Monday, August 25, 2008

There’s still a lot of inflation in the pipeline to hurt global economies

There is a lot of talk about the oncoming deceleration in inflation across the world. Oil has dropped precipitously; currently, it is trading in the $115-$119/barrel range, which is well below its peak above $145/ barrel in July. US gas prices have dropped 9% since they peaked over $4/barrel in July. With energy dropping and global growth slumping, price pressures are set to subside in coming months.

That is a good thing, but it ain’t over yet. There is still a lot of inflation in the pipeline that will continue to squeeze consumers and firms over the next year.

Inflation has spiked in many countries, and many Asian countries have seen record inflation rates. For some of these countries, price pressures were already building under years of export growth, and the recent surges in oil prices launched inflation rates to unmanageable territories. Curbing inflation became a top priority, and for many like the People’s Bank of China, inflation is still a serious concern.

The chart illustrates annual inflation rates in various Asian countries and in the United States. In Asia, the latest data suggest that inflation is still accelerating in Japan, Malaysia, Philippines, South Korea, while it is decelerating in China and Singapore.

At the same time, global growth is slowing. On an annual basis, growth slowed in Japan 0.18% in the second quarter of 2008 (Q2), in Malaysia 0.16% in the first quarter of 2008 (Q1), in the Philippines 1.27% in Q1, in Singapore 4.8% in Q2, in South Korea 1.08% in Q2, in Taiwan 1.93% in Q2, and in the US 0.72% in Q2.

Energy and oil cost less, resulting in lower expected inflation. In the US, gas prices are falling, and in China, energy prices have risen for two consecutive months. A slowing global economy and decelerating energy prices will relieve inflation pressures across the world.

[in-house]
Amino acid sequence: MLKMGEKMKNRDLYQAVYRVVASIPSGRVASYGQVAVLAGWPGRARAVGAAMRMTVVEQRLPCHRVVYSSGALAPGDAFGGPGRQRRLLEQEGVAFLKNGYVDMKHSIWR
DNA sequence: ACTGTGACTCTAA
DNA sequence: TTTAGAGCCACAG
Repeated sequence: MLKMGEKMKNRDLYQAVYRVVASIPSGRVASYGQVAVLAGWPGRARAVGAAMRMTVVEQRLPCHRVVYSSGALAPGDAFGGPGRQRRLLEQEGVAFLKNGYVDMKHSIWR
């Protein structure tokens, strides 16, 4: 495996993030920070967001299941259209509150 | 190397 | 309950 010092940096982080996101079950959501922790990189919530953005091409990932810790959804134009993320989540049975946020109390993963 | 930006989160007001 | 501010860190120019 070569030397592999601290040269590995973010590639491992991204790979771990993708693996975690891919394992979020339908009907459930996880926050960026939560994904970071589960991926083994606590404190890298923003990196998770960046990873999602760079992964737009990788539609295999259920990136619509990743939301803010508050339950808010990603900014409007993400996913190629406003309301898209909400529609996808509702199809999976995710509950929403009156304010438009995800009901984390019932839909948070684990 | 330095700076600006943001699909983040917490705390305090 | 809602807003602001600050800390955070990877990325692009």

However, there is still a lot of inflation in the pipeline that will continue to plague consumers and firms. Gas prices have plummeted since July, but they are still 31% over their average level between 2005 and 2008, 2.82 $/gallon. Without a likewise increase in wages and incomes, consumers will continue to feel strapped for cash. The merits of wage pressures are not under scrutiny here, but the fact is that even though gas prices are falling, consumer spending will likely continue to slow. There is a similar story across the world, even where wages have started to rise.

Correction: the second column should read: "Average inflation 2000-2007."

Globally, inflation is also set to abate, but the 7-yr average inflation rate across China, Malaysia, Singapore, Taiwan, Japan, Philippines, South Korea, and the US is far below their current and expected inflation rates. This is problematic, and unless inflation falls precipitously further, Asian producers and consumers alike will feel the pressure. Cost pressures are in the pipeline for Asia’s strongest exporters, and no matter how resilient are firms to the wage and energy price pressures, production is likely to slow a through 2008 and into 2009.

The fall in oil and energy prices is very good news for the global economic outlook. However, there is still a lot of inflation in the pipeline; consumer spending and firm production across the globe are set to slow through 2009.

Please leave comments. Best, Nontruths

5 comments:

  1. Dop you happen to know which countries are subsidizing the price of gas for their citizens? What effect will that have on their inflation rate?

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  2. Hi Aunt Jane,

    Off the top of my head, Malaysia, Indonesia, India, Taiwan, and China subsidize heavily. Thus, if the subsidies are not repealed (at least in part), especially since emerging markets account for 60% of world growth, demand for energy consumption will not change. Recently, India, Malaysia, Indonesia, Taiwan and China (two times, as referred above) have reduced energy subsidization, effectively raising the prices faced by consumers and firms.

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  3. Thanks. Their actions really screw up the data a lot. I can understand it but realism is not part of their makeup. Was in Indonesia a couple of times - Jakarta and Medan - and the oppression is evident, just like in China.

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  4. This is one of the reasons why I have no time for all this deflation talk. Central banks are printing huge amounts of money, largely to maintain quasi-fixed parities with the dollar. The world money supply is rising sharply and this will push world inflation upwards. It has started to feed back into the US via commodity prices.

    Aliceleohwija

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  5. Hi Alice,

    You have a super, and I mean super, good point. There is a lot of excess currency out there, where inflation is inevitable in the countries to where it flows. One must ask herself how long China can maintain its peg with the rate that it is accumulating USD.

    R

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